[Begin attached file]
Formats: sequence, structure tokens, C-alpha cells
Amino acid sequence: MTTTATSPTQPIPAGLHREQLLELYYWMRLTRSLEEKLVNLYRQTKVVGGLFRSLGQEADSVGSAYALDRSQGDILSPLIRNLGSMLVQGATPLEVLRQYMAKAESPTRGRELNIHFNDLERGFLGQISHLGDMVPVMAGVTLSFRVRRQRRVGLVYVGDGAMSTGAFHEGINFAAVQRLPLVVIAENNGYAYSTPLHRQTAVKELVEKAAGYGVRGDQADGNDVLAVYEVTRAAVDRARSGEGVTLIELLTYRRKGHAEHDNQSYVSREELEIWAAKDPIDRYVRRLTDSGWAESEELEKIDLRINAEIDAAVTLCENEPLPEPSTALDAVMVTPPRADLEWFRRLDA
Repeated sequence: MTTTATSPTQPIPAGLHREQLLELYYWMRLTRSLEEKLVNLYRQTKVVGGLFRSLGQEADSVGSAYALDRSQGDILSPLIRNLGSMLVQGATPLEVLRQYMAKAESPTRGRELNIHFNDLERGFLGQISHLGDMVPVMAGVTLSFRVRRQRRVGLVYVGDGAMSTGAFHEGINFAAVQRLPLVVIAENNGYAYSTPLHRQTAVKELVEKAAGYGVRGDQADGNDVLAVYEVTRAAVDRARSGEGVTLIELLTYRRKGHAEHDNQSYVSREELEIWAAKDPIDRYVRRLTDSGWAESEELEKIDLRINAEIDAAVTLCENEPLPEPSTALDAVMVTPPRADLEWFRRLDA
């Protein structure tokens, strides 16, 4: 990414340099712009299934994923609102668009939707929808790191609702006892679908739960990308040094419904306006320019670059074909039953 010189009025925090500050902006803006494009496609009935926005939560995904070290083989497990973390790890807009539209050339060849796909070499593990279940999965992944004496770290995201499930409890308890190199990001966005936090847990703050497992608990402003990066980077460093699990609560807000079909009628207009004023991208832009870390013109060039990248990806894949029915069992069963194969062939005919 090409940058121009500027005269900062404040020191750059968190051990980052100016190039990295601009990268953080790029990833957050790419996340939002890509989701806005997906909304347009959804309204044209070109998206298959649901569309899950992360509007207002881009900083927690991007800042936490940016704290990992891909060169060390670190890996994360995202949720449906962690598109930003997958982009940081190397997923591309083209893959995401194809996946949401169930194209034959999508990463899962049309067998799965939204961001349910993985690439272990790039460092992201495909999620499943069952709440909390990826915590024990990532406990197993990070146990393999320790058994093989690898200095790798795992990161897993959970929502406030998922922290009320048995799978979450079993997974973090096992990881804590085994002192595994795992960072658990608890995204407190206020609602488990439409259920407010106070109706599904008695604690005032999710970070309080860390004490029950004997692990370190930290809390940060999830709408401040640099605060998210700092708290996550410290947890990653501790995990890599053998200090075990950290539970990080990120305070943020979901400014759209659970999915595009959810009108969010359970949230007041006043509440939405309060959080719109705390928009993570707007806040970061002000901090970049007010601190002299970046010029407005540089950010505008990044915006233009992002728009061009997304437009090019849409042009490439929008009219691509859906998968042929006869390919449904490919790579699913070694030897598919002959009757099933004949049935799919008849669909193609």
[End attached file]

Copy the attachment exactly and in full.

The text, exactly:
Formats: sequence, structure tokens, C-alpha cells
Amino acid sequence: MTTTATSPTQPIPAGLHREQLLELYYWMRLTRSLEEKLVNLYRQTKVVGGLFRSLGQEADSVGSAYALDRSQGDILSPLIRNLGSMLVQGATPLEVLRQYMAKAESPTRGRELNIHFNDLERGFLGQISHLGDMVPVMAGVTLSFRVRRQRRVGLVYVGDGAMSTGAFHEGINFAAVQRLPLVVIAENNGYAYSTPLHRQTAVKELVEKAAGYGVRGDQADGNDVLAVYEVTRAAVDRARSGEGVTLIELLTYRRKGHAEHDNQSYVSREELEIWAAKDPIDRYVRRLTDSGWAESEELEKIDLRINAEIDAAVTLCENEPLPEPSTALDAVMVTPPRADLEWFRRLDA
Repeated sequence: MTTTATSPTQPIPAGLHREQLLELYYWMRLTRSLEEKLVNLYRQTKVVGGLFRSLGQEADSVGSAYALDRSQGDILSPLIRNLGSMLVQGATPLEVLRQYMAKAESPTRGRELNIHFNDLERGFLGQISHLGDMVPVMAGVTLSFRVRRQRRVGLVYVGDGAMSTGAFHEGINFAAVQRLPLVVIAENNGYAYSTPLHRQTAVKELVEKAAGYGVRGDQADGNDVLAVYEVTRAAVDRARSGEGVTLIELLTYRRKGHAEHDNQSYVSREELEIWAAKDPIDRYVRRLTDSGWAESEELEKIDLRINAEIDAAVTLCENEPLPEPSTALDAVMVTPPRADLEWFRRLDA
């Protein structure tokens, strides 16, 4: 990414340099712009299934994923609102668009939707929808790191609702006892679908739960990308040094419904306006320019670059074909039953 010189009025925090500050902006803006494009496609009935926005939560995904070290083989497990973390790890807009539209050339060849796909070499593990279940999965992944004496770290995201499930409890308890190199990001966005936090847990703050497992608990402003990066980077460093699990609560807000079909009628207009004023991208832009870390013109060039990248990806894949029915069992069963194969062939005919 090409940058121009500027005269900062404040020191750059968190051990980052100016190039990295601009990268953080790029990833957050790419996340939002890509989701806005997906909304347009959804309204044209070109998206298959649901569309899950992360509007207002881009900083927690991007800042936490940016704290990992891909060169060390670190890996994360995202949720449906962690598109930003997958982009940081190397997923591309083209893959995401194809996946949401169930194209034959999508990463899962049309067998799965939204961001349910993985690439272990790039460092992201495909999620499943069952709440909390990826915590024990990532406990197993990070146990393999320790058994093989690898200095790798795992990161897993959970929502406030998922922290009320048995799978979450079993997974973090096992990881804590085994002192595994795992960072658990608890995204407190206020609602488990439409259920407010106070109706599904008695604690005032999710970070309080860390004490029950004997692990370190930290809390940060999830709408401040640099605060998210700092708290996550410290947890990653501790995990890599053998200090075990950290539970990080990120305070943020979901400014759209659970999915595009959810009108969010359970949230007041006043509440939405309060959080719109705390928009993570707007806040970061002000901090970049007010601190002299970046010029407005540089950010505008990044915006233009992002728009061009997304437009090019849409042009490439929008009219691509859906998968042929006869390919449904490919790579699913070694030897598919002959009757099933004949049935799919008849669909193609």